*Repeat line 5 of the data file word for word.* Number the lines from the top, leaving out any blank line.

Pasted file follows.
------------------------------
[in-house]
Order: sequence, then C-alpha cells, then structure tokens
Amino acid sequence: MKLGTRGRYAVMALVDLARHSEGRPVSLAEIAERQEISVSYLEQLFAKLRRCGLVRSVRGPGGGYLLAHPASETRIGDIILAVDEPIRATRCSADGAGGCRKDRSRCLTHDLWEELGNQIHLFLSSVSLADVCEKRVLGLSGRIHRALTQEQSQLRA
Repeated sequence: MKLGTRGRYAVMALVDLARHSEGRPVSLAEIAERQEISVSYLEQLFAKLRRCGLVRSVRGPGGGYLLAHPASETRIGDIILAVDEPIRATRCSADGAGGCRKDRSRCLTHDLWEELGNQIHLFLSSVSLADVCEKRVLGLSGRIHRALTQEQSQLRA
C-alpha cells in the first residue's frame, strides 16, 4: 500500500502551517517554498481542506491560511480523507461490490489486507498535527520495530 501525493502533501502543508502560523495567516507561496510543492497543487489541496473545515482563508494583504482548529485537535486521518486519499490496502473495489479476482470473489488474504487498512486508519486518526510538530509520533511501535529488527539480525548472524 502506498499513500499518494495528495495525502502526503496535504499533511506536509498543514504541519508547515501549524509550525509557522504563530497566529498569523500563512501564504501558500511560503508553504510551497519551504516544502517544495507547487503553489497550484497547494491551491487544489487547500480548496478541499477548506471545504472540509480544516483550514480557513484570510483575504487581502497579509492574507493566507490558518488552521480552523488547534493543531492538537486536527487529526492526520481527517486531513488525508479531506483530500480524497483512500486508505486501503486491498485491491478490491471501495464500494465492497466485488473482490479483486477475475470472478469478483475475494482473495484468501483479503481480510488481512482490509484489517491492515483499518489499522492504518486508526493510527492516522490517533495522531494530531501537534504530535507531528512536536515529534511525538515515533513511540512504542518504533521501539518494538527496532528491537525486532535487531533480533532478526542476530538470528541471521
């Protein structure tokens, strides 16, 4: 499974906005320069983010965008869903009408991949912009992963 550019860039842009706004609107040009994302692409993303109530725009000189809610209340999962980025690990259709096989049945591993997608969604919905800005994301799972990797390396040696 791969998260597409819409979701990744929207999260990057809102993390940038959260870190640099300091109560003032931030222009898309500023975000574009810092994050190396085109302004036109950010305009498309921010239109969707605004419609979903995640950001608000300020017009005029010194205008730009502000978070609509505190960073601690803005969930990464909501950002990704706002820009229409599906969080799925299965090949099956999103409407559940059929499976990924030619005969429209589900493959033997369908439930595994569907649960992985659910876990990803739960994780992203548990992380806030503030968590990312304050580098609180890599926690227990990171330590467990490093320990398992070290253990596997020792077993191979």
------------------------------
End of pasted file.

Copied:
C-alpha cells in the first residue's frame, strides 16, 4: 500500500502551517517554498481542506491560511480523507461490490489486507498535527520495530 501525493502533501502543508502560523495567516507561496510543492497543487489541496473545515482563508494583504482548529485537535486521518486519499490496502473495489479476482470473489488474504487498512486508519486518526510538530509520533511501535529488527539480525548472524 502506498499513500499518494495528495495525502502526503496535504499533511506536509498543514504541519508547515501549524509550525509557522504563530497566529498569523500563512501564504501558500511560503508553504510551497519551504516544502517544495507547487503553489497550484497547494491551491487544489487547500480548496478541499477548506471545504472540509480544516483550514480557513484570510483575504487581502497579509492574507493566507490558518488552521480552523488547534493543531492538537486536527487529526492526520481527517486531513488525508479531506483530500480524497483512500486508505486501503486491498485491491478490491471501495464500494465492497466485488473482490479483486477475475470472478469478483475475494482473495484468501483479503481480510488481512482490509484489517491492515483499518489499522492504518486508526493510527492516522490517533495522531494530531501537534504530535507531528512536536515529534511525538515515533513511540512504542518504533521501539518494538527496532528491537525486532535487531533480533532478526542476530538470528541471521